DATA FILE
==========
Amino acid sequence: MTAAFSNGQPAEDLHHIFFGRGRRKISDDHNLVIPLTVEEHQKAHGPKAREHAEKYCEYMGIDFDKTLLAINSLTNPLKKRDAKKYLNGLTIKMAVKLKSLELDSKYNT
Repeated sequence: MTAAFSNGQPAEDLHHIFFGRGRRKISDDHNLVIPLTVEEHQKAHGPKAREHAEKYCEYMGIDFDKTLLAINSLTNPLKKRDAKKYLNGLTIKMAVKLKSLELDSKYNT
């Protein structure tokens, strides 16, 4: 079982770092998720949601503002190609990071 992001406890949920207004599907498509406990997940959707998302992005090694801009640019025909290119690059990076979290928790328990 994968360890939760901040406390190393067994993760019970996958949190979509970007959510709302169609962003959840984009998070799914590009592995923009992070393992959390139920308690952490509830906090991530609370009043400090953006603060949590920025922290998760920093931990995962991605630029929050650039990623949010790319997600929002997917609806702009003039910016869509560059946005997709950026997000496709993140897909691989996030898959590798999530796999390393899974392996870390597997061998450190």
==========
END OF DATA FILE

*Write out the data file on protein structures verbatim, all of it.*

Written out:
Amino acid sequence: MTAAFSNGQPAEDLHHIFFGRGRRKISDDHNLVIPLTVEEHQKAHGPKAREHAEKYCEYMGIDFDKTLLAINSLTNPLKKRDAKKYLNGLTIKMAVKLKSLELDSKYNT
Repeated sequence: MTAAFSNGQPAEDLHHIFFGRGRRKISDDHNLVIPLTVEEHQKAHGPKAREHAEKYCEYMGIDFDKTLLAINSLTNPLKKRDAKKYLNGLTIKMAVKLKSLELDSKYNT
């Protein structure tokens, strides 16, 4: 079982770092998720949601503002190609990071 992001406890949920207004599907498509406990997940959707998302992005090694801009640019025909290119690059990076979290928790328990 994968360890939760901040406390190393067994993760019970996958949190979509970007959510709302169609962003959840984009998070799914590009592995923009992070393992959390139920308690952490509830906090991530609370009043400090953006603060949590920025922290998760920093931990995962991605630029929050650039990623949010790319997600929002997917609806702009003039910016869509560059946005997709950026997000496709993140897909691989996030898959590798999530796999390393899974392996870390597997061998450190």